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I Own an Aggressive Dog: My Journey as Both an Owner and Animal Trainer

Heart-beating, palms sweating… You can’t hear the person talking next to you because you are so zoned in on watching for your dog’s triggers.

It feels like a battlefield – but it’s just your neighborhood walk. This is not what you expected when you decided to get a dog.

Working to heal a dog who struggles with reactivity and aggression is difficult from a technical standpoint, for sure. And it’s just as challenging to own one.

As a behavior consultant or trainer, you have to manage many variables, many of which aren’t in your control. In other words, you are now responsible for making sure you give your client needed knowledge and resources, that they understand them, AND that they implement them according to protocol. But there is so much going on beneath the surface.

As an owner, you are hearing how complicated the whole situation is, how much time it could potentially take, how much money it is going to cost to work with a trainer, and how your hope for a “quick fix” is rapidly slipping away. You are starting to wonder if this whole positive reinforcement thing is really worth it. Ugh. And now you hate yourself for thinking that.

I’ve been on both sides. As an owner, I felt completely incompetent. I worked with well-known behaviorists and trainers who were very intelligent and well-respected but inadvertently made me feel like it was my fault that my dog was the way she was. And, if only I could gather the technical skills to handle the situation, then I wouldn’t be struggling so much.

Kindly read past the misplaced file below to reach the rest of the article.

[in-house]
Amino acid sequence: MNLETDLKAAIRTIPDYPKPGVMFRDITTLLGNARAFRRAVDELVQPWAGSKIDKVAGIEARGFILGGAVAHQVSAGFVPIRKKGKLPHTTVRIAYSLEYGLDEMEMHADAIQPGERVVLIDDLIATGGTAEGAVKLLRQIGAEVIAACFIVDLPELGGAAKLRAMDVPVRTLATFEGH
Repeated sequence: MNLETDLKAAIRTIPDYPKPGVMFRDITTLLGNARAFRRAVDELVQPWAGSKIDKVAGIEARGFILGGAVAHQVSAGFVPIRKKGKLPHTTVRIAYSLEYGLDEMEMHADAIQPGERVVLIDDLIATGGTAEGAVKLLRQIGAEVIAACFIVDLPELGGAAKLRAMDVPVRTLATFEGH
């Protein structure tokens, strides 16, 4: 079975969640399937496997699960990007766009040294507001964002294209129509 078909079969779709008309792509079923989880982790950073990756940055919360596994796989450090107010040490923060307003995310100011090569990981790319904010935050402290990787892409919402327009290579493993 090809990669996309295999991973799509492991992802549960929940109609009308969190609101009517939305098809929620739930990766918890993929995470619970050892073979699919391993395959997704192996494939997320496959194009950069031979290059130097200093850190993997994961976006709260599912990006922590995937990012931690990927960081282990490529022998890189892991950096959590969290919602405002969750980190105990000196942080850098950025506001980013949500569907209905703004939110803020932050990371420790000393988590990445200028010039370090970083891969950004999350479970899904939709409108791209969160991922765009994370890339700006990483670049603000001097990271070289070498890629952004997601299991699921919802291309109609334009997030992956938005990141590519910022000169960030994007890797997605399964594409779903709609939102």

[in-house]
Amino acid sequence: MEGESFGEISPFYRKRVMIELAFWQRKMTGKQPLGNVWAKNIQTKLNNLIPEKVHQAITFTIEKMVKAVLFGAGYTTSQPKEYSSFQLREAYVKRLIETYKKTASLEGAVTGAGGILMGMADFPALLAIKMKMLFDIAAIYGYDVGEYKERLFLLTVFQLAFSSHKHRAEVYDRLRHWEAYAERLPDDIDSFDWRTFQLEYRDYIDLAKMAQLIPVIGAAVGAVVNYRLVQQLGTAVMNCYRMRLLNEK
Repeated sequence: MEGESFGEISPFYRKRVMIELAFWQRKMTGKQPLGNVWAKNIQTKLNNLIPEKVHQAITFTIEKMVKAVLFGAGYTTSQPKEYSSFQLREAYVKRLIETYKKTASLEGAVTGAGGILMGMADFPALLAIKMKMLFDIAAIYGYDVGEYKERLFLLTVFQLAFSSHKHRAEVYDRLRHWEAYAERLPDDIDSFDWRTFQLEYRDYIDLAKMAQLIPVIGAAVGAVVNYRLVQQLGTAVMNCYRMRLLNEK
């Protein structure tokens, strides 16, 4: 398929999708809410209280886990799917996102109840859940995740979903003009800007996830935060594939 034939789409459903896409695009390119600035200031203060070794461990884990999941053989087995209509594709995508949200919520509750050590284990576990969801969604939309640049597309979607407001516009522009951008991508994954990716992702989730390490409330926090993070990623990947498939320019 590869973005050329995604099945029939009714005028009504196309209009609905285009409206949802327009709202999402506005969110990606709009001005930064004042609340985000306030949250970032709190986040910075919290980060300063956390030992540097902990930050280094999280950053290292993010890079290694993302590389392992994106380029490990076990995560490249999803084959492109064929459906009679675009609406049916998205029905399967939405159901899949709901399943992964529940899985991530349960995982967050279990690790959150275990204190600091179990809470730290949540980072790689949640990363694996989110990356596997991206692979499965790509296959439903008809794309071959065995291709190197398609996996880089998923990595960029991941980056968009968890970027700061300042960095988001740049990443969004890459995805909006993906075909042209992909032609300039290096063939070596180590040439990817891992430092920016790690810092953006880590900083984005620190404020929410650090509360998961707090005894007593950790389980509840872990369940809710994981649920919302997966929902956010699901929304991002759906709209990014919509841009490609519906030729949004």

It’s easy to sell people on the idea that this is simple. I know that because it was sold to me.

Here’s a neatly packaged little box with a bow on top. It will just take 10 consults. Once you get the head harness it will all be different. If only you follow this protocol, all will be fixed.

And the result? I felt like a complete failure when I was left with a dog who still had triggers for aggressive behavior.

What Owners with Reactive and Aggressive Dogs Should Know

What nobody told me as an owner of a dog with aggressive behavior:

You need to grieve

It is okay to be sad that you don’t have a Lassie.

Anger is normal

Of course you are upset! You feel like you lost something. And you did. You lost the hope of adventures with a care-free dog, and that was not something you signed up for.

You gained something incredible

I know it doesn’t feel like it most of the time, but trust me, this dog will make you think about things like you never have before. They will challenge your idea of love, surrender, acceptance, humility, and strength.

It is hard

No matter what protocol you follow, what plan you undertake, what books you read, what seminar you go to, how much training you put in… It will be painful. But it will also be joyful. You will oscillate between the two.

Find what you love about your dog

Nobody asked me this. For years, I was hell-bent on making my reactive dog be someone she wasn’t and do things that I felt like “real dogs” did. It wasn’t until I started paying attention to where she was happiest that I realized it was so different from where I was trying to take her.

It was then that I fully came to realize this process was as much about me as it was about her. Hello ego, societal expectations, and stranger’s comments. Man, these burned me badly. I would go to bed thinking about what the lady across the street said to me on a walk.

Find grace in all this

See what triggers YOU. Allow that to wash over you and be an opportunity for you to examine why that would cause you pain. It definitely does, but look at what your ego is bringing to the table: “I’ve had dogs my whole life,” “I’m a dog trainer,” “My mom was right. I do spoil her too much,” “Of course this happens to me.”

Training animals is a science, but there is soul (oh so much soul!) in every nook and cranny of the process. Believe it or not, you are exactly where you need to be.